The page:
top of page

Child Psychiatrist /Adult Psychiatrist

Are We Over-Diagnosing ADHD Based on “Hyperactivity"?

COMMENTARY


Diagnosing ADHD

The diagnosis of attention-deficit/hyperactivity disorder (ADHD) continues to be the focus of controversy in psychiatric literature.1 I would like to begin by critically examining the “H” in “hyperactivity,” as suggested by S. Nassir Ghaemi, MD. I concur with Dr Ghaemi that distractibility and “hyperactivity” are not part of the same psychological problem.


Since 1991, when I started to observe the behaviors of children diagnosed with ADHD, I have noticed that “hyperactivity” is associated with either a mood disease or anxiety.I have hundreds of cases documented in 3 books,3-5 and as of today, I have not found 1 case in which the increased activity, physical or psychological, is associated with a diagnosis of ADHD.


On the contrary, the reported “hyperactivity” has been a manifestation of obsessive-compulsive disorder (OCD), posttraumatic stress disorder (PTSD), social anxiety, bipolar illness, autism, and a few other diseases.


On the other hand, as my mentor and friend Ronald W. Pies, MD, likes to say, “the body can have as many illnesses as it pleases.”6 The key difference between having several concurrent diseases and an unjustified diagnosis is that in the first scenario, every medical entity has symptoms of its own. The following vignette is an example of a frequently encountered diagnostic confusion.


Case Example


“Kevin” is a preadolescent Caucasian boy raised by his grandmother. From early childhood, he was exposed to physical neglect, and he also witnessed the assassination of his father, who was described as a violent person and addicted to street drugs. While in foster care, Kevin was sexually molested and again suffered emotional and physical neglect. He has severe anger issues, but his grandmother says he is very smart and can do his schoolwork, if he wants to.


Several psychiatrists and psychotherapists have diagnosed him with PTSD, bipolar disorder, autism, bulimia, and insomnia. Lastly, a school counselor had Kevin and his grandmother complete a Vanderbilt questionnaire and determined that Kevin has ADHD.


Discussion


It seems obvious that a person like Kevin would have impaired attention in the classroom, but the questionable habit of elevating symptoms to the status of a diagnostic category misled the school clinician to diagnose ADHD, leading to other serious consequences from giving psychostimulants to a child misdiagnosed with ADHD, but suffering from mood and/or anxiety disorders.


I should emphasize that Kay Redfield-Jamison, PhD, said once in an interview, “There are few things worse than putting a child with bipolar illness on stimulants.”7

And then, there is what I would call institutional fallacy. Here is 1 example: Six respected researchers from a prestigious university published their findings in an esteemed psychiatric journal.8 The writing is impeccable, and the conclusions appear to be sound, but when you read between the lines, something is not right.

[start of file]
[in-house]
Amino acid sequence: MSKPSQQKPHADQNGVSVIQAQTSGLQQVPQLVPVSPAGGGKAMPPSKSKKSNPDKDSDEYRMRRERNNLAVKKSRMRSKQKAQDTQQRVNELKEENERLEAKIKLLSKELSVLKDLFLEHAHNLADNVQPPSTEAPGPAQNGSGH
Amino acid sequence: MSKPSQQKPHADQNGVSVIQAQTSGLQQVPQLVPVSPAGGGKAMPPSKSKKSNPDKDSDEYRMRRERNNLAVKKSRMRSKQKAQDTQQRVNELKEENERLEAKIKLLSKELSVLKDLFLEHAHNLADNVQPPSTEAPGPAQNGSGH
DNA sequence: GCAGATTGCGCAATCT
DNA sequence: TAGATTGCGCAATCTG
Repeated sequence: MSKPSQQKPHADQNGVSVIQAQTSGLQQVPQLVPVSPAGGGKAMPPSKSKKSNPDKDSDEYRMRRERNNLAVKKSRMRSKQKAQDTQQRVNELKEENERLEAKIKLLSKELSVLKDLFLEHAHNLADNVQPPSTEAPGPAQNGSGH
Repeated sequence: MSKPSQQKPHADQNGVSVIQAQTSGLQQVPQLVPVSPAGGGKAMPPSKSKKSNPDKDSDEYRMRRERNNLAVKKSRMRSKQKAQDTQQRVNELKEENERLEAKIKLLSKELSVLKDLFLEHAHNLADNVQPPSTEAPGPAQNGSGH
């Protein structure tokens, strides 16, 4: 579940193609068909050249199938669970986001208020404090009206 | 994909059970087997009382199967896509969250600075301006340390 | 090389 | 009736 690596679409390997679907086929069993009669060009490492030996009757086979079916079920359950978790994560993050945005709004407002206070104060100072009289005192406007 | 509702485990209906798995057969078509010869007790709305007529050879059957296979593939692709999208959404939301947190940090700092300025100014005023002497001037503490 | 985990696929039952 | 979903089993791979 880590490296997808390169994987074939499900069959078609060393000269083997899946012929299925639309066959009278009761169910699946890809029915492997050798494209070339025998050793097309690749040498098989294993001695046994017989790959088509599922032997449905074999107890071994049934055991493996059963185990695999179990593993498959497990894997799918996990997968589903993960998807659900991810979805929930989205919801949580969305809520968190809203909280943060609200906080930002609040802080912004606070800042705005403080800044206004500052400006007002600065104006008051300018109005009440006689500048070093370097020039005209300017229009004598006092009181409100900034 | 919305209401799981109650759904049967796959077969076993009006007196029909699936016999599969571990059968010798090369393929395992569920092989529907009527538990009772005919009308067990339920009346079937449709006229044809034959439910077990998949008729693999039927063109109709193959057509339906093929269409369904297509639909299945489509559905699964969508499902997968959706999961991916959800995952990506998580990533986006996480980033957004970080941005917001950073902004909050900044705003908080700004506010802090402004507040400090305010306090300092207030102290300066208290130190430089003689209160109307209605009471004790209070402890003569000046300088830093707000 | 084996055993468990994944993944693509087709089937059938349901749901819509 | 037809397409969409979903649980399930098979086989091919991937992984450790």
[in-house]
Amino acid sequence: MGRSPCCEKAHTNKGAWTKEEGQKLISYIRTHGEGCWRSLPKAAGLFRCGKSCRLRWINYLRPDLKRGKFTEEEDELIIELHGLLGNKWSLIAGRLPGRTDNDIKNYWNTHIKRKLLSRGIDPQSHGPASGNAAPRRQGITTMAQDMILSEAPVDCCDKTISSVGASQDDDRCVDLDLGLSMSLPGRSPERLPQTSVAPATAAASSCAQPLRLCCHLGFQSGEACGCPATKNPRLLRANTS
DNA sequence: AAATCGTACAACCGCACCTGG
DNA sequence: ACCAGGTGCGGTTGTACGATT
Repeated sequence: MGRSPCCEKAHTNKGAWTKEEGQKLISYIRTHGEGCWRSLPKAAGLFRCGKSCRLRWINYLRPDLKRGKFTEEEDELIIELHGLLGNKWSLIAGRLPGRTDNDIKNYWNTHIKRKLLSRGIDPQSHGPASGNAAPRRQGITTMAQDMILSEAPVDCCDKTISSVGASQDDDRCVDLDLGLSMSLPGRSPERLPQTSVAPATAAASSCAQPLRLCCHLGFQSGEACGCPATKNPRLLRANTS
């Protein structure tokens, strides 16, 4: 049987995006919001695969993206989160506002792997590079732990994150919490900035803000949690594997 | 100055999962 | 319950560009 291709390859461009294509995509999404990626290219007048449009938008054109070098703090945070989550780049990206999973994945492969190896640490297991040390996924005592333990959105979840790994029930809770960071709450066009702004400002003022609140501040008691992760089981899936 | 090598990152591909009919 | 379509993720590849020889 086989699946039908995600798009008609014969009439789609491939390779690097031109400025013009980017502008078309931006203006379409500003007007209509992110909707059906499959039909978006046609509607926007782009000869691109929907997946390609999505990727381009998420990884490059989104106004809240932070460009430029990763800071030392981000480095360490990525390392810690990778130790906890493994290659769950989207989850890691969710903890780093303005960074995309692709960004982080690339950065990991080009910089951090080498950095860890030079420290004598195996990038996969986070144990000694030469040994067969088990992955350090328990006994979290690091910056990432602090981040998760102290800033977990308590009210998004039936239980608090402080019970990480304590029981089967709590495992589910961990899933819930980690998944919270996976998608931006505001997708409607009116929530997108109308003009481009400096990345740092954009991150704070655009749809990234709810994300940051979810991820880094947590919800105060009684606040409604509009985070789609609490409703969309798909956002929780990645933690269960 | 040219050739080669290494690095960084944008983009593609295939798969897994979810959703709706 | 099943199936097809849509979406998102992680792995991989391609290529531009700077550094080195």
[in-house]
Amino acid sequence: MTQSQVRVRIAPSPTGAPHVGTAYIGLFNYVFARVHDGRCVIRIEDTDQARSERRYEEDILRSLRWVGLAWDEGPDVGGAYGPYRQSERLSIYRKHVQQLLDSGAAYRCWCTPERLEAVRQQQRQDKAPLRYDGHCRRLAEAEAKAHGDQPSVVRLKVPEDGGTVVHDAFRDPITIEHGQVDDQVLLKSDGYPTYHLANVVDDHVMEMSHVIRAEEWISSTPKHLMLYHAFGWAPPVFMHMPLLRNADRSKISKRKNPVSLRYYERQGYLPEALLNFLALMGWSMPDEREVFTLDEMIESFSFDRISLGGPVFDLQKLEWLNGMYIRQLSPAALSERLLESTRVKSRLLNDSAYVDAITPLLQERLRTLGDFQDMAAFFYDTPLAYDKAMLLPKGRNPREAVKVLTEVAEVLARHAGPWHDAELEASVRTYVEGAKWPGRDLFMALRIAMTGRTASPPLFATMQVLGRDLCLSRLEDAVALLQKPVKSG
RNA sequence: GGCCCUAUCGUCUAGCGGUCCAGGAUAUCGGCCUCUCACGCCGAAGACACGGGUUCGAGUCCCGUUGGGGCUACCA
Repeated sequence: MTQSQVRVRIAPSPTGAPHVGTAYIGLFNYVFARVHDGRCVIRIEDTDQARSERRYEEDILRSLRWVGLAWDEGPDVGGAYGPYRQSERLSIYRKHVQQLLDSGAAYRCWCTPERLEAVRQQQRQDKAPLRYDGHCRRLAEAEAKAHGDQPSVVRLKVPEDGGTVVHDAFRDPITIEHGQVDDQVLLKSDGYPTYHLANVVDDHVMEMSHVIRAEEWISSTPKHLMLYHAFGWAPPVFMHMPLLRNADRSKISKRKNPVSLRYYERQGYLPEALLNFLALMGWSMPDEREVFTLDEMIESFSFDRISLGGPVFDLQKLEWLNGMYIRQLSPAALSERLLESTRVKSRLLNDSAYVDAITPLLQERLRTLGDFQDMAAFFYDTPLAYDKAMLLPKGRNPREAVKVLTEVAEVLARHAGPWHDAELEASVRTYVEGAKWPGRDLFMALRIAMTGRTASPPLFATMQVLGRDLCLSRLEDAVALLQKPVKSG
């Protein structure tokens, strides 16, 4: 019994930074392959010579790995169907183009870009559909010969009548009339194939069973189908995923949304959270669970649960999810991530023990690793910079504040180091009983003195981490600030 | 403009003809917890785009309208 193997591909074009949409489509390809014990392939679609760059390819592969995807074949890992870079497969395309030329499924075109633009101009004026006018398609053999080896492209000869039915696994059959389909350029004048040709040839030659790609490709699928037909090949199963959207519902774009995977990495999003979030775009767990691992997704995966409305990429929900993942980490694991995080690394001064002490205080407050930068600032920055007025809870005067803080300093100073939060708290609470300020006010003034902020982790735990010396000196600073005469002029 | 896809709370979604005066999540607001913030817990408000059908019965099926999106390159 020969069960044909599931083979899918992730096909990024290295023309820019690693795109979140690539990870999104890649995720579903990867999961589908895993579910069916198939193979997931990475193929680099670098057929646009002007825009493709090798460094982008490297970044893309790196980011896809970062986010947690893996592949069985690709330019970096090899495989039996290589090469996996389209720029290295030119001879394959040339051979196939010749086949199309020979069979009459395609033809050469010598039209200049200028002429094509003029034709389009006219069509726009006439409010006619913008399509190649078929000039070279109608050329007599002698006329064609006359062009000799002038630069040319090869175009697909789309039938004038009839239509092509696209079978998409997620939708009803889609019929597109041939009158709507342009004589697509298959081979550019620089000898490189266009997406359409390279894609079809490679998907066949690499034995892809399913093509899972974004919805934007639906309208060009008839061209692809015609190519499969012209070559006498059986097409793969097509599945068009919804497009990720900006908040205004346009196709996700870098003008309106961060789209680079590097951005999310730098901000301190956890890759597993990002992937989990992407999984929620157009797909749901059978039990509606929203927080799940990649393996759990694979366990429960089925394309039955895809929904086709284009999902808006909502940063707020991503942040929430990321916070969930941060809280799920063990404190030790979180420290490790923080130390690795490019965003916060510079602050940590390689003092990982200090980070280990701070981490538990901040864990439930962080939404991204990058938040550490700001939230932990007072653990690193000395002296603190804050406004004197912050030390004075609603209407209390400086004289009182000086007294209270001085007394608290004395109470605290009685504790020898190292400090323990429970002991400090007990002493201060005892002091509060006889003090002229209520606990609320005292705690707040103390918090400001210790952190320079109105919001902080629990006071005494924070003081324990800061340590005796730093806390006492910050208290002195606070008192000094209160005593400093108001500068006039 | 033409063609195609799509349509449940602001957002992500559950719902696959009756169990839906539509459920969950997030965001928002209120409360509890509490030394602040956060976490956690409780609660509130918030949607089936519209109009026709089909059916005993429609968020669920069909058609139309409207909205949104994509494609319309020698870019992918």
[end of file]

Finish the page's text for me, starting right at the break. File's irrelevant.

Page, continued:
In the first paragraph, they say, “For example, in a study of robust open-label dosing with lisdexamfetamine, 40% of adults with ADHD were considered to have unresolved and clinically significant impairment in essential elements of executive behavior. Therefore, there is a significant need for new ADHD interventions.”


Notice that the investigators assume that all the participants in the study quoted by them have ADHD. Furthermore, how can a drug weaker than lisdexamfetamine (Vyvanse) have a significant effect on an individual with an impaired attention span when conventional amphetamines failed to improve symptoms?


If you wonder why I question the accuracy of the diagnosis in that study,9 I must say that I do so in any ADHD publication, and I have an abundance of evidence to sustain my view (see references). However, the investigators of this second study are heavyweights in the field who I respect and admire.


Over several decades, I have encountered thousands of children (and adults with a childhood history) who were labeled conduct disorder and/or oppositional-defiant plus ADHD, when in fact they had OCD, social anxiety, PTSD, bipolar disorder, or even schizophrenia. It may be hard to believe, but I treated 2 children who for several years were receiving methylphenidate while having constant auditory hallucinations.


Not surprisingly, they were adopted by nice families, and the evaluating physicians assumed that the legal guardian in front of them was the child’s birth mother.


Another component of “institutional fallacy” is the pervasive belief that ADHD is a frequent comorbidity with other diagnoses. If we agree that ADHD is a diagnosis of exclusion, we then need to ask for the science behind the validity of those co-occurrent illnesses. As Dr Ghaemi and the late professor Hagop Akiskal, MD,10 stated multiple times, we should diagnose ADHD only when other explanations for an impaired attention span have been ruled out.


I propose that we reclaim science and discard false assumptions, including that sleep disruption, moodiness, aggressive or defiant behaviors, autistic obsessions, etc, are inherent components of the ADHD syndrome. Instead, we should be digging deeper to determine if non-ADHD disorders better explain these features.


Note: This article originally appeared on Psychiatry Times

11 views0 comments

Commenti


bottom of page